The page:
We’re all aware that we should be exercising more. But what we should be doing, and what we want to be doing, are sometimes worlds apart. Daily life and stress can so easily seem to take the place of exercise, which is more often than not, viewed as another chore itself. This mindset can be difficult to escape for many of us, no matter how aware of the benefits we are. Taking time to acknowledge and understand this mindset is the first step in making exercise a priority to improve your overall mental wellbeing.
What is ‘Wellbeing’?
Wellbeing, as defined by the UK Department of Health, is a “a positive physical, social and mental state”. Mental wellbeing encompasses factors like the feeling of strong connection and community to our surrounding and peers, feeling valued, and overall feeling happy in our daily lives. Having positive mental wellbeing gives us a strong standing that equips us to deal with a variety of circumstances that we can be faced with throughout our lives.
Exercising offers huge potential to enhancing our mental wellbeing. Studies have shown that regularly exercising offers the ability to improve our self-esteem, reduce stress and depression, improve cognitive ability, and help us to sleep better.
Self-esteem is how we view and feel about ourselves, and is directly linked to our own view of our self-worth – a key indicator of our ability to cope with the stresses of life. No matter the age group studied, physical activity and exercise were shown to have a strong positive impact on a person’s self-esteem.
Stress is something most of us encounter regularly, whether it be in work or at home. When we’re in a situation we deem stressful, our body’s response is to release hormones that evoke a ‘fight or flight’ response. Exercising is one of the best forms of stress relief. Allowing your body to move helps to work through these hormones, and studies undertaken on employed adults show that those who have a more active lifestyle have lower stress levels overall.
Cognitive Ability and Brain Function
Improved cognitive ability is another benefit of regular physical activity. Walden University professor Dr. Charles highlights studies which indicate that cardiovascular exercise creates new brain cells—a process called neurogenesis—and improve overall brain performance. It also prevents cognitive decline and memory loss during later stages in life.
Having troubled mental health can have a negative impact on our sleeping patterns. We can often get caught in the cycle of poor mental health affecting our sleep, leading to a further decline in mental health, and so the cycle continues. Implementing regular exercise as part of your daily routine can help to break this cycle by tiring out the body and reducing stress and overall feelings of depression.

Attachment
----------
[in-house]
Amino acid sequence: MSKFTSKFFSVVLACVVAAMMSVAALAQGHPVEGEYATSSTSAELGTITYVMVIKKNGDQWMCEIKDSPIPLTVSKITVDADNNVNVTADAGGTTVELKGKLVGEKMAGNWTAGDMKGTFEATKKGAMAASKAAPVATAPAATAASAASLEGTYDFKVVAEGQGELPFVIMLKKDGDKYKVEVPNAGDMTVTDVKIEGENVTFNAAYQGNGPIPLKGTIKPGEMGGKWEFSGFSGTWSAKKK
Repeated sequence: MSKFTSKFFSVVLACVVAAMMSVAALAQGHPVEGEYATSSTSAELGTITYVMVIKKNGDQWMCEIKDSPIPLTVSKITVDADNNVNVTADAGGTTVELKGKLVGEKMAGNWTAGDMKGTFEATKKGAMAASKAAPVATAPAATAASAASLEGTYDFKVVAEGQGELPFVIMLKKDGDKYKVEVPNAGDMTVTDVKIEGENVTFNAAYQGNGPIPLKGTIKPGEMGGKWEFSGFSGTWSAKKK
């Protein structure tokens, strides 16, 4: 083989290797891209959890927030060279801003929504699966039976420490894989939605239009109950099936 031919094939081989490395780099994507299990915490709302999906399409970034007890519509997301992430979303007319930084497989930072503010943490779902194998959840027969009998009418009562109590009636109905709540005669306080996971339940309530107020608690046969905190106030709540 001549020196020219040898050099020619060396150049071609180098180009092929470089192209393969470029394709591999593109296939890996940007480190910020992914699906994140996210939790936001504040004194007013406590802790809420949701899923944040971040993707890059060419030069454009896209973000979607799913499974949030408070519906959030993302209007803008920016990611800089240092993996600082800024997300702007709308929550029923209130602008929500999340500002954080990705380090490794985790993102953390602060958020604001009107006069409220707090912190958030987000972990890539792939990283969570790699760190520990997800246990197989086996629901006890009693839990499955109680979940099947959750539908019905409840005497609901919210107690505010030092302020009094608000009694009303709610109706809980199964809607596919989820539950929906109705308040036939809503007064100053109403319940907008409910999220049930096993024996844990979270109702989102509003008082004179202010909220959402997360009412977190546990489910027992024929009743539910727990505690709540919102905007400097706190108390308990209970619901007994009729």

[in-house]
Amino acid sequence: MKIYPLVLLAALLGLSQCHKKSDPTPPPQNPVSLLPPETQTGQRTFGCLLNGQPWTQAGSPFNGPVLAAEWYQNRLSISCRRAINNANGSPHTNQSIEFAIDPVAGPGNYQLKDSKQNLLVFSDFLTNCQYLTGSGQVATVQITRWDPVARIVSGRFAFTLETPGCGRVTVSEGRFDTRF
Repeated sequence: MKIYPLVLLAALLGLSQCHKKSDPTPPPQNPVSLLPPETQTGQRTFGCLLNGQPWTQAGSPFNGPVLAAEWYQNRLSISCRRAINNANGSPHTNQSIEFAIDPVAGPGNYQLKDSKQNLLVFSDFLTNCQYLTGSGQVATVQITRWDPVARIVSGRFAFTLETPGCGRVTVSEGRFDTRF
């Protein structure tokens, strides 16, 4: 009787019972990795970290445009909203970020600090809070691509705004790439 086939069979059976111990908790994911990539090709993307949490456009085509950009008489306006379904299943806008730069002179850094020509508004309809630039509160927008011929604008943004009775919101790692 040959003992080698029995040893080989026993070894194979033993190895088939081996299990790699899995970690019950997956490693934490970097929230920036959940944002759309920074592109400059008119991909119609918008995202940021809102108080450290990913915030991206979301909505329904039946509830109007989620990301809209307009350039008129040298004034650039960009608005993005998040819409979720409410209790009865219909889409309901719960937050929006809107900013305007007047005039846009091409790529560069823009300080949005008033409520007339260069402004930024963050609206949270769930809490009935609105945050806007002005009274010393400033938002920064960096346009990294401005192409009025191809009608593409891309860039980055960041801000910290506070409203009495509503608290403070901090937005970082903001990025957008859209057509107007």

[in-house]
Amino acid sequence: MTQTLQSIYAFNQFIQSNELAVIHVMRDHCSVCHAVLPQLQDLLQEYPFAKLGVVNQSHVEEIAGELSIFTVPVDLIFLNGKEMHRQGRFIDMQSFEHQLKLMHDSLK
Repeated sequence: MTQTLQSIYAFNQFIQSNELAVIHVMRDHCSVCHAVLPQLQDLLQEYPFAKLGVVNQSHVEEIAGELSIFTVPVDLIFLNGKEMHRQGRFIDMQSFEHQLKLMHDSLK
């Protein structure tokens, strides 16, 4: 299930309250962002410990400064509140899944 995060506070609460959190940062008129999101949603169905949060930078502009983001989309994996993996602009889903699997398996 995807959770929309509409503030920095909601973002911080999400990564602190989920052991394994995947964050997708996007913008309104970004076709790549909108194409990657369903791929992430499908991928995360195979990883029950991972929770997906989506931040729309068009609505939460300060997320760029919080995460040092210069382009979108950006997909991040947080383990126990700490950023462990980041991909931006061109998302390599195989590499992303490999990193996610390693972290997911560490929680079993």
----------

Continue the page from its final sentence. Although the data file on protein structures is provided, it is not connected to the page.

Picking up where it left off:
How to Incorporate Exercise into Your Daily Routine
There is an ‘All or Nothing’ attitude that can sometimes come when we start something new, and it’s this mental hurdle we place on ourselves that can often trip us up. Try not to get stuck in the motions of feeling like you have to spend one hour a day doing an activity you might not enjoy. Take the time to find something you do enjoy doing, and do it when you are able to. A little is always better than nothing, and the little you do can still have a profound effect on your mental wellbeing. Parking further away than usual, taking the stairs instead of the lift, or simply standing up and moving away from your desk will start forming habits that can allow you to work further towards your goals.
Using your lunch hour to get away from your desk is a simple way to build exercise into an already established routine. Taking 10 minutes to go for a walk outside sets you up to reach the UK Department of Health’s recommended 30 minutes of moderate intensity physical activity 5 times a week (or 2.5 hours a week).
Make exercise a social occasion. Making arrangements to see friends for a walk instead of a coffee is a great motivator, and offers the element of accountability. Joining a fitness class, like HITZone, that offers a sense of community can make it much easier to be motivated to move, and help your mind disassociate the idea of exercise being a chore, instead allowing us to see exercise as an enjoyable experience with lasting positive effects.
Taking time to identify your own hurdles around exercising will make the transition to incorporating exercise into your life much easier, and will make you much more likely to stick to an activity if you have it already planned it into your routine.
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